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  1. Mineral Springs Bath House History The construction of the Mineral Springs Bath House began in 1907. This was in order to bring in more tourism and wealth into the area. The town it was built in was an excellent location to host a bath house, as it was well known for it's rich mineral water sources which was believed to have medicinal properties. During the start of the 20th century mineral baths were a very fashionable and popular leisure activity. It took 3 years to build, with the help of local residents and neighbouring villages. It was finally unveiled with a ceremony in 1911. The materials which were used for the interior were designed in Vienna, France and Belgium and it was the most expensive healing bath in Bulgaria at that current time. Typical to most bath houses, it was separated into two sections, one for the men and another for the women. Both areas accommodated for it's visitors with a large circular pool, changing rooms and 10 bathtubs. The baths also provided central heating facilities, the main parts of the building were kept consistently at 15°C, the changing rooms at 28°C and the baths themselves were 32°C. The bath house was also equip with a clinic, admin offices and a large laundry room. Sadly the Mineral Springs Baths eventually closed in 2001, due to the decline in interest and popularity along with the lack of investment by the local government. Visit As always, visited with @darbians on a long weekend trip to Bulgaria. We were both feeling pretty optimistic once we'd seen the grand looking exterior on arrival and fortunately the interior certainly lived up to our expectations. Externals Internals If you've got this far, thanks for reading
  2. I figured it was time to post my first report! Probably one which has passed by here quite some times already, but I guess this place just never gets boring. Abandoned for over 15 years now, because a new and more modern resort opened it's doors nearby. The health resort / bathhouse opened it's doors in 1868 and at the time counted a total of 58 bathtubs. This was quite a luxurious place and attracted wealthy and royal visitors from all over Western Europe. What great fun we had exploring this place, we arrived very early in the morning right after sunrise. We made our way straight to the entrance hall to catch the light falling in. For a more detailed report plus even more photos you can take a look on my website by clicking the link below. I felt it would be a bit overkill to post ALL the photos in this post. Click here for the full location report on my website Thanks for taking a look!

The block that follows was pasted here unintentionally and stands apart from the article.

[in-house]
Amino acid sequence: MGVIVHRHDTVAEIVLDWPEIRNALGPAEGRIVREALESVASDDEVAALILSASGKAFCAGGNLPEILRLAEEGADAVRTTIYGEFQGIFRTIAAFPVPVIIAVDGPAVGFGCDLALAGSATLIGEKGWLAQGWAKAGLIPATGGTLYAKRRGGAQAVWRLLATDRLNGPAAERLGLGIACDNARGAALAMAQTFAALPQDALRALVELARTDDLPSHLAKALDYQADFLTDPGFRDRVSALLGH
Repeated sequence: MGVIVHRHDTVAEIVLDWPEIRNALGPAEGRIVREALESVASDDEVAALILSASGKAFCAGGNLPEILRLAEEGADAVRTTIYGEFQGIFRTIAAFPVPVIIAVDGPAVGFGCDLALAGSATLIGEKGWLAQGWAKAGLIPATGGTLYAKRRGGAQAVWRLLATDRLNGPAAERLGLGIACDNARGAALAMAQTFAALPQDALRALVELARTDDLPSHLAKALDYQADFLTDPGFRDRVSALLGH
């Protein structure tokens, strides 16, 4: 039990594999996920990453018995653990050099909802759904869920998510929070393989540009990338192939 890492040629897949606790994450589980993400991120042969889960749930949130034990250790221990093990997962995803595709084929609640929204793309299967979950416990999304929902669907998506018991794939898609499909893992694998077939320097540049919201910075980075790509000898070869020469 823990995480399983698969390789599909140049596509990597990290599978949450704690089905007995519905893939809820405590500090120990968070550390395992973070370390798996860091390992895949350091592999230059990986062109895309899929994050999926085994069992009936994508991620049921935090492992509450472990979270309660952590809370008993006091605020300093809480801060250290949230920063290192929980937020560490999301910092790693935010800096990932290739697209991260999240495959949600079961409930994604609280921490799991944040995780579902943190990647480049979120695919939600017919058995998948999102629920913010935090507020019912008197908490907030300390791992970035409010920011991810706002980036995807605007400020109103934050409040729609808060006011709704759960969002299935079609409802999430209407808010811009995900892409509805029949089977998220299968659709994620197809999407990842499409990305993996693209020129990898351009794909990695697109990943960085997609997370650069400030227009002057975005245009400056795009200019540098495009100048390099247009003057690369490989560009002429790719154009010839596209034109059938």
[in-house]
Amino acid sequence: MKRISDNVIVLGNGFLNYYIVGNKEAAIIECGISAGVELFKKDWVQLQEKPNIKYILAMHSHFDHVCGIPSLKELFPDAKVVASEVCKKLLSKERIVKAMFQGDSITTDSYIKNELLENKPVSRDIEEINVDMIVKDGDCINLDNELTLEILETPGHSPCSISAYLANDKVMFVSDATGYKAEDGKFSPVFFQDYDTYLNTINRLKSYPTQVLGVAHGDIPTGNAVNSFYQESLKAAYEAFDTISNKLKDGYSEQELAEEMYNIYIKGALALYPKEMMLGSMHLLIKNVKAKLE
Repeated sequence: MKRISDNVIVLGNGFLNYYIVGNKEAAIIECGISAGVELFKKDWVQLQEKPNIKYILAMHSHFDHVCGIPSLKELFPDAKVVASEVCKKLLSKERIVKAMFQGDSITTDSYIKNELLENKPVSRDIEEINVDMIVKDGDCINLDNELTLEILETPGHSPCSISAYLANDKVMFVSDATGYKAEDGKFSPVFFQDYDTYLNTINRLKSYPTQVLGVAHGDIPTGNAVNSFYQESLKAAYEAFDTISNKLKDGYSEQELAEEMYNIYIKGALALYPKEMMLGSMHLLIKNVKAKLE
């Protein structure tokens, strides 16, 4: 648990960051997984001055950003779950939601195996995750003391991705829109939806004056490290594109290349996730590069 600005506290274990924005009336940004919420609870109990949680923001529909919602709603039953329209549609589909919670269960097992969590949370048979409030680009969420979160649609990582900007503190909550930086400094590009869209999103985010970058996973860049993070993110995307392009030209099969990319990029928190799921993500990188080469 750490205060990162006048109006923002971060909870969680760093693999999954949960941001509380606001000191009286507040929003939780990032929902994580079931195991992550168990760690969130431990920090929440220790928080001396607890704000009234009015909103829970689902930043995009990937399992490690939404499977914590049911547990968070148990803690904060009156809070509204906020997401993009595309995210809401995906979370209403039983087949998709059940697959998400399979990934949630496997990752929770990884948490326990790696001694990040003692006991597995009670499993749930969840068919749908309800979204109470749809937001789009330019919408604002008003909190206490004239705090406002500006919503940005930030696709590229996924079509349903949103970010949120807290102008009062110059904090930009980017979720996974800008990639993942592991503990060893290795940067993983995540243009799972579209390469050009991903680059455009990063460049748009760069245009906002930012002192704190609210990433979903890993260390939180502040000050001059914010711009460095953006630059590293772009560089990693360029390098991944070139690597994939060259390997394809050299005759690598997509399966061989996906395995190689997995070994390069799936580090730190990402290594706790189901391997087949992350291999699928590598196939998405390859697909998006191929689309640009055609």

3. The history of Beelitz-Heilstätten Military Hospital Beelitz Heilstätten is a large abandoned hospital in Germany. The complex comprises around 60 buildings built from 1898 to the plans of architect Heino Schmieden. The buildings were built in the German Country Style, with impressive brickwork. From 1898 until 1930 the Beelitz Heilstätten complex served as sanatorium for lung diseases. At the time lung diseases were commonplace and many such as tuberculosis were often fatal. During the First World War the sanatorium was used as a field hospital to treat casualties of the newly developed weapons such as machine guns and mustard gas. A notable patient during this period was a young Adolf Hitler, at the time a soldier who had been shot in the leg and blinded by a British gas attack at the Battle of the Somme. This earned him the Iron Cross. As irony would have it, his successful treatment at Beelitz and his experiences of war would set the stage for the hospital to once again be used as a field hospital, this time treating wounded Nazis during World War II. In 1945 the hospital was occupied by the Red Army and it served as a Soviet military hospital for the next 50 years until its closure in 1995. Today a handful of the buildings have been converted for modern use, including a neurological rehabilitation hospital and a Parkinson's research centre. The majority of the complex, including the surgery ward, the psychiatric ward, and a rifle range, have all been abandoned and left to decay back into the surrounding forest. 1. The Central Bath House with ornate brick exterior The Bath House at Beelitz Das Zentralbadehaus - The Central Bathhouse - is a prominent building that forms part of the Sanatorium für Männer (Men's Sanatorium) - one quarter of the hospital complex. The bath house is by far one of the more feature-some buildings at Beelitz. Built primarily with cream and fawn glazed clinker bricks, and decorated with glazed red engineering bricks creating a beautifully ornate exterior. Considering the original function of the buildings, it is surprising to find the ornate features are not limited to the exterior. Inside the building, where one would expect to find characterless and functional spaces, are also adorned with pleasing architectural aesthetics. The ground floor of the bath house has several bathing areas, including an enormous cathedral-like domed extension strangely containing nothing but a tiny plunge pool in the centre! The first floor contains mainly treatment rooms, except for the a huge exercise hall. The high arched ceiling here is supported by huge timber beams, each decorated with carved Gothic dragons. The bath house is probably the best preserved of all the buildings at Beelitz, despite extensive water damage due to neglect. Our Visit Beelitz was the most anticipated location on our tour of Germany. Such huge sites are always fun to explore, especially when they are actively patrolled by security! And with such an interesting history and an amazingly ornate look, this was one not to be missed. We spent three mornings looking around the site, and it didn't disappoint. After finding an entry into the bath house we discovered most of the features we were expecting to find across the extensive site right in that building. I'm sure this will always rank as one of my favourite buildings I have visited. 2. The main bathing room with tiny plunge pool 3. Main bathing room 4. Main bathing room 5. View from top 6. Fisheye view from the top 7. Round window 8. Ceiling 9. Dentist chair in red room 10. Red tinted room 11. Columns in entrance hall 12. Entrance hall 13. Entrance hall 14. Staircase 15. Entrance hall fisheye 16. Staircase 17. Entranceway 18. Steps inside the main entrance 19. Main entrance 20. Piano in decaying room 21. Piano in decaying room 22. The piano had been left after a music video was filmed here 23. Grand piano 24. Grand room 25. Large exercise hall with ornate dragon carvings 26. Chair in light 27. Exercise hall 28. External (as viewed from the Bath House)